Learn 4 Life Driving School - Getting Started
Before applying for your first learner permit, you must have passed the DTT Theory Test. You must be aged 17 years or over to be eligible to take the test.
Instruction books and DVDs for the Theory Test, and the revised ?Rules of the Road? are available from all good book shops, and it is recommended that you spend as much time as possible on this very important aspect of beginning your driving experience. Why not get together with some friends who may also wish to take the Theory Test, and organise a group tutorial session or sessions with Learn 4 Life Driving School?
Once you have passed the Theory Test, the learner permit application form must be obtained from your local Garda Station or online from the The Department of Transport Website. You will also require two signed passport-size photographs of yourself to include with your application, and you will also be required to have your eyes tested by a qualified optician. The completed application and relevant enclosures should be sent to your Local Authority/County Council, who will send you the learner permit within four weeks.
You cannot take driving lessons until you have received the learner permit.
The driving instructor will note the learner permit number for his/her records.
It is recommended that at least ten lessons be booked and taken initially, given the extensive range of skills and information to be learned.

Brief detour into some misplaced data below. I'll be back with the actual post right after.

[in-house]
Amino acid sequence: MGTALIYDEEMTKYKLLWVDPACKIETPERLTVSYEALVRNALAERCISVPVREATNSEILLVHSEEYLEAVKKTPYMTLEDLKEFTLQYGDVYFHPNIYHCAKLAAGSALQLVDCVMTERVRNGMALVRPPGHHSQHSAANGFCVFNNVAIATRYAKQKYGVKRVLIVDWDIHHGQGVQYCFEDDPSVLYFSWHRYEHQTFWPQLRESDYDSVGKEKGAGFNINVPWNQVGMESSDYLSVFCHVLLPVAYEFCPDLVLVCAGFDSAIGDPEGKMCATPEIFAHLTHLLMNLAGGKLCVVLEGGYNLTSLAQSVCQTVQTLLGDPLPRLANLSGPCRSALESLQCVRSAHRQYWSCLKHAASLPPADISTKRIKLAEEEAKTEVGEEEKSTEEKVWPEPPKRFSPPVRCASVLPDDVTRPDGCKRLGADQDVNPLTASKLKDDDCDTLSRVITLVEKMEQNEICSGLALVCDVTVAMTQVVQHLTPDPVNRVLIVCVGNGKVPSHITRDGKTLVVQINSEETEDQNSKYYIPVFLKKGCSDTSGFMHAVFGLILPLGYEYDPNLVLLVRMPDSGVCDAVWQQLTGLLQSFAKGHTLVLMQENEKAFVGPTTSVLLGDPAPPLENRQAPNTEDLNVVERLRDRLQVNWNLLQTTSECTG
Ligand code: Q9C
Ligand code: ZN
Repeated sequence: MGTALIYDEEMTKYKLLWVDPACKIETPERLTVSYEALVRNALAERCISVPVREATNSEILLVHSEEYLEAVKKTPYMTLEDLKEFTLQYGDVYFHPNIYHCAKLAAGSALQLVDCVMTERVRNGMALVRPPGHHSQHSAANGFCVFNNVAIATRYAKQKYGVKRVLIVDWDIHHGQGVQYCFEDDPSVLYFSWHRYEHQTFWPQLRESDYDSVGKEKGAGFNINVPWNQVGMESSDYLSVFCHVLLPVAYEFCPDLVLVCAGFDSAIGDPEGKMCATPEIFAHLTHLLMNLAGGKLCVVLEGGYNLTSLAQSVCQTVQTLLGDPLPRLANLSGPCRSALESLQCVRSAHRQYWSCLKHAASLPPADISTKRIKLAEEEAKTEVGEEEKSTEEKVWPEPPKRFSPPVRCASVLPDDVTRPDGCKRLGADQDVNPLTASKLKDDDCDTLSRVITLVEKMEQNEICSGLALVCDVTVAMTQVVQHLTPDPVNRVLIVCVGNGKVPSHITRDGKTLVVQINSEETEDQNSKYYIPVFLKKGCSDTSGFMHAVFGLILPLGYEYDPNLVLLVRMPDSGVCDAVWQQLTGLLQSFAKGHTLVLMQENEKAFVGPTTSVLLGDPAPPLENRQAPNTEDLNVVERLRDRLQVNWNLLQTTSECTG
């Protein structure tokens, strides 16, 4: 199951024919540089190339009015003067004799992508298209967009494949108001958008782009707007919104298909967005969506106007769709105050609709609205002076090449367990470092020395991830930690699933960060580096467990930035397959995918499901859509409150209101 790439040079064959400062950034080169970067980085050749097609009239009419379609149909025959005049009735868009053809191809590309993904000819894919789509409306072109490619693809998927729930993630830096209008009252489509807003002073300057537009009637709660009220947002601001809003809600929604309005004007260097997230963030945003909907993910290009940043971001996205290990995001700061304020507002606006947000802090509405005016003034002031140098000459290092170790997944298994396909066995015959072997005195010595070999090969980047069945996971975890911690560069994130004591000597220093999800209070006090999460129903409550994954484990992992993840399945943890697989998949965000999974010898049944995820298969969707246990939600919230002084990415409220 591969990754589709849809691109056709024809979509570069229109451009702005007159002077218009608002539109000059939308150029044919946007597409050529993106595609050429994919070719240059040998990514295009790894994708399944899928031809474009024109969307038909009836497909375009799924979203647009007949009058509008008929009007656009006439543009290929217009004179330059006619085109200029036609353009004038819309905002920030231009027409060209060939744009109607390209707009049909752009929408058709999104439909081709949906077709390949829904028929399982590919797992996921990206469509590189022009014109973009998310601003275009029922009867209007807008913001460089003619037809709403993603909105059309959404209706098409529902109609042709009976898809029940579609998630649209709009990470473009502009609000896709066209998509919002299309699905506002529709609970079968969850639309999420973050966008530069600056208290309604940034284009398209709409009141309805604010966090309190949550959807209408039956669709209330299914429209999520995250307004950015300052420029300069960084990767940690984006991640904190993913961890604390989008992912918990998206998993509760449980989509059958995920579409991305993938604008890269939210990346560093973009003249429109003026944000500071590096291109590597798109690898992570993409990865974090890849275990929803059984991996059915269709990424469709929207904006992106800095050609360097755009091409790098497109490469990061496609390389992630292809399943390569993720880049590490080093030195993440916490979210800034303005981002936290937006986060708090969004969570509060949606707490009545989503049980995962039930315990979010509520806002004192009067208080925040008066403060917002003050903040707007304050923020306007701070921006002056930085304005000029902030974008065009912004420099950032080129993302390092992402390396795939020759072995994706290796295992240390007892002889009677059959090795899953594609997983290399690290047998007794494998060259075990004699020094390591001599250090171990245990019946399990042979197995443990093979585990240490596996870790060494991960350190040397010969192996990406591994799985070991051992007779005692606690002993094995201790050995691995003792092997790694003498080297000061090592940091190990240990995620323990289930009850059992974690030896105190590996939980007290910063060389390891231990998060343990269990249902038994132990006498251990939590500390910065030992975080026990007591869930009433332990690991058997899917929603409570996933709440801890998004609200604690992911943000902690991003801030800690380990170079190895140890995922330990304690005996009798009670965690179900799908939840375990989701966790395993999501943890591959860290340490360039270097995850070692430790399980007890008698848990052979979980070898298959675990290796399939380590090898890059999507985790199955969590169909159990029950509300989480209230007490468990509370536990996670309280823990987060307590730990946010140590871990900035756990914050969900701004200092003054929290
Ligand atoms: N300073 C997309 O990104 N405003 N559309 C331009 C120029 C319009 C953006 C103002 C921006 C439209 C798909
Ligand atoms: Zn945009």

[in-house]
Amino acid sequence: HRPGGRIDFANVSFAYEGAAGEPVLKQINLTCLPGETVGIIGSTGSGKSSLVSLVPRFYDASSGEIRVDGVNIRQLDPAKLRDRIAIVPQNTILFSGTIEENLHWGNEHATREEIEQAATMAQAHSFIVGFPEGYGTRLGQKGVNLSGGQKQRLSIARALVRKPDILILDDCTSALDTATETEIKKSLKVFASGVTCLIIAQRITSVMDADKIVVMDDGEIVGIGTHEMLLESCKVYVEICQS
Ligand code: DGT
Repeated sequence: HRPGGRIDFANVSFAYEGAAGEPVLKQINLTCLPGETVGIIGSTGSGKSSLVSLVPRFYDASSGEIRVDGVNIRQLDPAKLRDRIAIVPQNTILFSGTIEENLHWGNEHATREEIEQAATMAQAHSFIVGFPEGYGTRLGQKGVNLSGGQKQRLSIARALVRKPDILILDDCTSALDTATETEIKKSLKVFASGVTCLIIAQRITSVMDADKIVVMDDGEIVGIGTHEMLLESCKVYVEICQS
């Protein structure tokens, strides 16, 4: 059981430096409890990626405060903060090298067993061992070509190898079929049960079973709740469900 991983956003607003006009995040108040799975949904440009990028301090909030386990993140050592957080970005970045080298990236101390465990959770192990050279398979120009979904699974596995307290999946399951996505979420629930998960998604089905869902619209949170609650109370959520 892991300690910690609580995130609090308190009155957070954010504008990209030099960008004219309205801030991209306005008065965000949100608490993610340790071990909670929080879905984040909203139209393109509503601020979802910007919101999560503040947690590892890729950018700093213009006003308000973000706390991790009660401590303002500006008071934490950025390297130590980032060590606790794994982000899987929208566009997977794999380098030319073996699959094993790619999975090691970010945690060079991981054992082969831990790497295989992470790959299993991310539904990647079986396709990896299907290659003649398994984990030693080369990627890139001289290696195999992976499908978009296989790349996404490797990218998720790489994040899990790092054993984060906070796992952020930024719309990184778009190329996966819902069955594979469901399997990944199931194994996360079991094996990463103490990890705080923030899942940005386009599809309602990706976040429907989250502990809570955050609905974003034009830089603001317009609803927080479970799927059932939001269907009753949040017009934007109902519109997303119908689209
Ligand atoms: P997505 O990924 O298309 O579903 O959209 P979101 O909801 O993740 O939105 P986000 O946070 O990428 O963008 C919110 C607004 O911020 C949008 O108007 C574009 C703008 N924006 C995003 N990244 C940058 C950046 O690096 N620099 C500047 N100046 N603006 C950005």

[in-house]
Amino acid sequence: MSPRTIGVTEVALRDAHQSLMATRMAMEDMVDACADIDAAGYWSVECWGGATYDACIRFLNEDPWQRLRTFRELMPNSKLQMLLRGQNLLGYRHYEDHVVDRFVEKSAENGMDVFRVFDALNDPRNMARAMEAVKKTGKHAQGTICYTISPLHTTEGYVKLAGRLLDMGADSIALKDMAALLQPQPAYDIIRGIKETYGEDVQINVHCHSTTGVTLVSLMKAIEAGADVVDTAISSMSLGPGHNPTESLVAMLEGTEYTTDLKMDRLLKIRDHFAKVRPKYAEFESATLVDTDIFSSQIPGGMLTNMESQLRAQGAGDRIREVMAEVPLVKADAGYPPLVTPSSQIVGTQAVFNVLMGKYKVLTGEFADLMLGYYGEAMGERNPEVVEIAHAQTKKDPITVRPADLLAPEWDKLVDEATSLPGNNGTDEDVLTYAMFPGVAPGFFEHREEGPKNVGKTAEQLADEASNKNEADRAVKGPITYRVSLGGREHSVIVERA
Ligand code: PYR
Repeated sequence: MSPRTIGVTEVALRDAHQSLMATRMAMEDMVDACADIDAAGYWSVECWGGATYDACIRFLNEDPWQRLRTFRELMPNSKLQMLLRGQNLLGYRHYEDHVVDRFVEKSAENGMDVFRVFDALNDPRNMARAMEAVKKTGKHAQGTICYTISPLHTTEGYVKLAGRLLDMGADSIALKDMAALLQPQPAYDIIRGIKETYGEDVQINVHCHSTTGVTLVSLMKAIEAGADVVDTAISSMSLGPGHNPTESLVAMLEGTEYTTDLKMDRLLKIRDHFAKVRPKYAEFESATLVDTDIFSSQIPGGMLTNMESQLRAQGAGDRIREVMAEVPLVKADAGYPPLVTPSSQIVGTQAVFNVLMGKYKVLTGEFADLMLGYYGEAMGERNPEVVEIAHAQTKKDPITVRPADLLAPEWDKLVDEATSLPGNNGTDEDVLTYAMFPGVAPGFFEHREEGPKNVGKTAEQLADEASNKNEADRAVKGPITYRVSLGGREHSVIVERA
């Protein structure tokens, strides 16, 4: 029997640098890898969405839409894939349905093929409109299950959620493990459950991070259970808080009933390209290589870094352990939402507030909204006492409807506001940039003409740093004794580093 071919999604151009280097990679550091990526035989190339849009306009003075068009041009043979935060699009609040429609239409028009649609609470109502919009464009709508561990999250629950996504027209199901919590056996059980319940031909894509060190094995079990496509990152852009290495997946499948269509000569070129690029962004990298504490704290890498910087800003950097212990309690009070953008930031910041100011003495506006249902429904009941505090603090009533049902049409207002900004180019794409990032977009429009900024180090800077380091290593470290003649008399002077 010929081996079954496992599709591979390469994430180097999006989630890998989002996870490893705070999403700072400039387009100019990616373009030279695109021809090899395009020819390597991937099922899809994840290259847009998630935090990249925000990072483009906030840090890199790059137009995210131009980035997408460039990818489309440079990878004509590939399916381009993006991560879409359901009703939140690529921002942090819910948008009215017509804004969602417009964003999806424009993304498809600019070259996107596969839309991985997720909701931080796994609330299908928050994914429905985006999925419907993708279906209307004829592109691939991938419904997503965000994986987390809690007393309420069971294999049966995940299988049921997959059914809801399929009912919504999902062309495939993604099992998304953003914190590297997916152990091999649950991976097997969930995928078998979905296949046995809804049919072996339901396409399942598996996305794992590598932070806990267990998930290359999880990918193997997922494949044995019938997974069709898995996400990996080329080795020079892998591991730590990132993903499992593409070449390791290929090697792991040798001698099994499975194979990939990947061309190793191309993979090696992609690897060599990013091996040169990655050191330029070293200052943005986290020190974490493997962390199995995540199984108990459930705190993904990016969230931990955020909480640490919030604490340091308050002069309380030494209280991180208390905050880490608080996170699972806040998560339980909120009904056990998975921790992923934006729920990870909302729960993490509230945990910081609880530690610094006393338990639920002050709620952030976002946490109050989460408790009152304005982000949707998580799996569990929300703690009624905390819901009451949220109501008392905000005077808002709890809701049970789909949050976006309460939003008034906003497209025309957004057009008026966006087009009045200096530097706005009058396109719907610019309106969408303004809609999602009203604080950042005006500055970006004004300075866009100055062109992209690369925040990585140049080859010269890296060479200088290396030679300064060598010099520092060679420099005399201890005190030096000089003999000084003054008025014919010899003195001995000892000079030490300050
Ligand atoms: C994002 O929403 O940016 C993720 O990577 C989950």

As the first learner permit lasts for two years, it is not necessary to apply for the Driving Test too soon. The instructor will be able to advise you in this regard.
After the first ten lessons, you may wish to continue taking lessons or to practise in a car available to you, provided that you are adequately and fully insured.
On a learner permit, it is required by law that you may only drive a car when accompanied by a fully qualified driver of 2 or more years experience, with compliant ?L? plates displayed on front and rear windscreens of the car.
Never be tempted to drive the car without ?L? plates, in the company of unqualified drivers, or alone. ?L? plates alert other drivers to make allowances for you on the road. It is now against the law to do this.
It is against the ?Rules of the Road? for a learner permit holder to drive on motorways. Motorway driving demands a high level of skill, awareness, concentration, observation and experience, and should not be attempted until the required level of skill has been attained.